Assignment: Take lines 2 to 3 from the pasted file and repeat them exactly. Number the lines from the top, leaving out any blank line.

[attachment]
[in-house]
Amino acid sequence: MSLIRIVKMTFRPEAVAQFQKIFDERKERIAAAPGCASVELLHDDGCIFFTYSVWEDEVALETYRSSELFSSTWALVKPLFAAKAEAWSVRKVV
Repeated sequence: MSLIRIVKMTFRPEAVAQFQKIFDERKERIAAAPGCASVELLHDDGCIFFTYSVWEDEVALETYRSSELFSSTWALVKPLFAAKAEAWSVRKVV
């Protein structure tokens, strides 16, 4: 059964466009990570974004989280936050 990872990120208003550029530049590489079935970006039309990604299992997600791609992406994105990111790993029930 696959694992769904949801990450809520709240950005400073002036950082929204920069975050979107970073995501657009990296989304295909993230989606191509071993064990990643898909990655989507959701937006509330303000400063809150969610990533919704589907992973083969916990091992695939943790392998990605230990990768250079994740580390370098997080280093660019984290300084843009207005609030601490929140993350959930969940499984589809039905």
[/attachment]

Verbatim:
Amino acid sequence: MSLIRIVKMTFRPEAVAQFQKIFDERKERIAAAPGCASVELLHDDGCIFFTYSVWEDEVALETYRSSELFSSTWALVKPLFAAKAEAWSVRKVV
Repeated sequence: MSLIRIVKMTFRPEAVAQFQKIFDERKERIAAAPGCASVELLHDDGCIFFTYSVWEDEVALETYRSSELFSSTWALVKPLFAAKAEAWSVRKVV